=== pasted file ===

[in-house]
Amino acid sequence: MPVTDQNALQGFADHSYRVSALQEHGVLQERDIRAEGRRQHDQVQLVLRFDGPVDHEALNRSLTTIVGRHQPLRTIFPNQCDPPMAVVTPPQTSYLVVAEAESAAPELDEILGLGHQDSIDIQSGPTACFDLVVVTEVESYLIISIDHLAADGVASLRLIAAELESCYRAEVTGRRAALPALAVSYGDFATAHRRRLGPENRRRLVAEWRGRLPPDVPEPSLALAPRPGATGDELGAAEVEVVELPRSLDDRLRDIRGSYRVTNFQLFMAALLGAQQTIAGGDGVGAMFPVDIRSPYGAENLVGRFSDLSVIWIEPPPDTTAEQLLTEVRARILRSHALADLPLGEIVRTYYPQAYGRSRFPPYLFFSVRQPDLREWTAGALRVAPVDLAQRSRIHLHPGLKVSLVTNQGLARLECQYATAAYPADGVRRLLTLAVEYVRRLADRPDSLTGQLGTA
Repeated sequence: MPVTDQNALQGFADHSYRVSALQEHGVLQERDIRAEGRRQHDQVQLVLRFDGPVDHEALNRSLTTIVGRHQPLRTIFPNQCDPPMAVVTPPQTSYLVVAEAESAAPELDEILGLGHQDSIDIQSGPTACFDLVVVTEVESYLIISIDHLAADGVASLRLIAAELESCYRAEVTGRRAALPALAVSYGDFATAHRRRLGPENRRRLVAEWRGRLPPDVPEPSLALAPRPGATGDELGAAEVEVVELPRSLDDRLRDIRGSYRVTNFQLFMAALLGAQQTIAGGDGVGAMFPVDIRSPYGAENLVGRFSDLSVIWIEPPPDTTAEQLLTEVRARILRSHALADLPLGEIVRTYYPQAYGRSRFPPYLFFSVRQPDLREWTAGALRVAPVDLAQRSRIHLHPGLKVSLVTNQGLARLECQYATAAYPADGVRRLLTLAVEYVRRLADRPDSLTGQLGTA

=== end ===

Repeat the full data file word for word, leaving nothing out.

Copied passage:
[in-house]
Amino acid sequence: MPVTDQNALQGFADHSYRVSALQEHGVLQERDIRAEGRRQHDQVQLVLRFDGPVDHEALNRSLTTIVGRHQPLRTIFPNQCDPPMAVVTPPQTSYLVVAEAESAAPELDEILGLGHQDSIDIQSGPTACFDLVVVTEVESYLIISIDHLAADGVASLRLIAAELESCYRAEVTGRRAALPALAVSYGDFATAHRRRLGPENRRRLVAEWRGRLPPDVPEPSLALAPRPGATGDELGAAEVEVVELPRSLDDRLRDIRGSYRVTNFQLFMAALLGAQQTIAGGDGVGAMFPVDIRSPYGAENLVGRFSDLSVIWIEPPPDTTAEQLLTEVRARILRSHALADLPLGEIVRTYYPQAYGRSRFPPYLFFSVRQPDLREWTAGALRVAPVDLAQRSRIHLHPGLKVSLVTNQGLARLECQYATAAYPADGVRRLLTLAVEYVRRLADRPDSLTGQLGTA
Repeated sequence: MPVTDQNALQGFADHSYRVSALQEHGVLQERDIRAEGRRQHDQVQLVLRFDGPVDHEALNRSLTTIVGRHQPLRTIFPNQCDPPMAVVTPPQTSYLVVAEAESAAPELDEILGLGHQDSIDIQSGPTACFDLVVVTEVESYLIISIDHLAADGVASLRLIAAELESCYRAEVTGRRAALPALAVSYGDFATAHRRRLGPENRRRLVAEWRGRLPPDVPEPSLALAPRPGATGDELGAAEVEVVELPRSLDDRLRDIRGSYRVTNFQLFMAALLGAQQTIAGGDGVGAMFPVDIRSPYGAENLVGRFSDLSVIWIEPPPDTTAEQLLTEVRARILRSHALADLPLGEIVRTYYPQAYGRSRFPPYLFFSVRQPDLREWTAGALRVAPVDLAQRSRIHLHPGLKVSLVTNQGLARLECQYATAAYPADGVRRLLTLAVEYVRRLADRPDSLTGQLGTA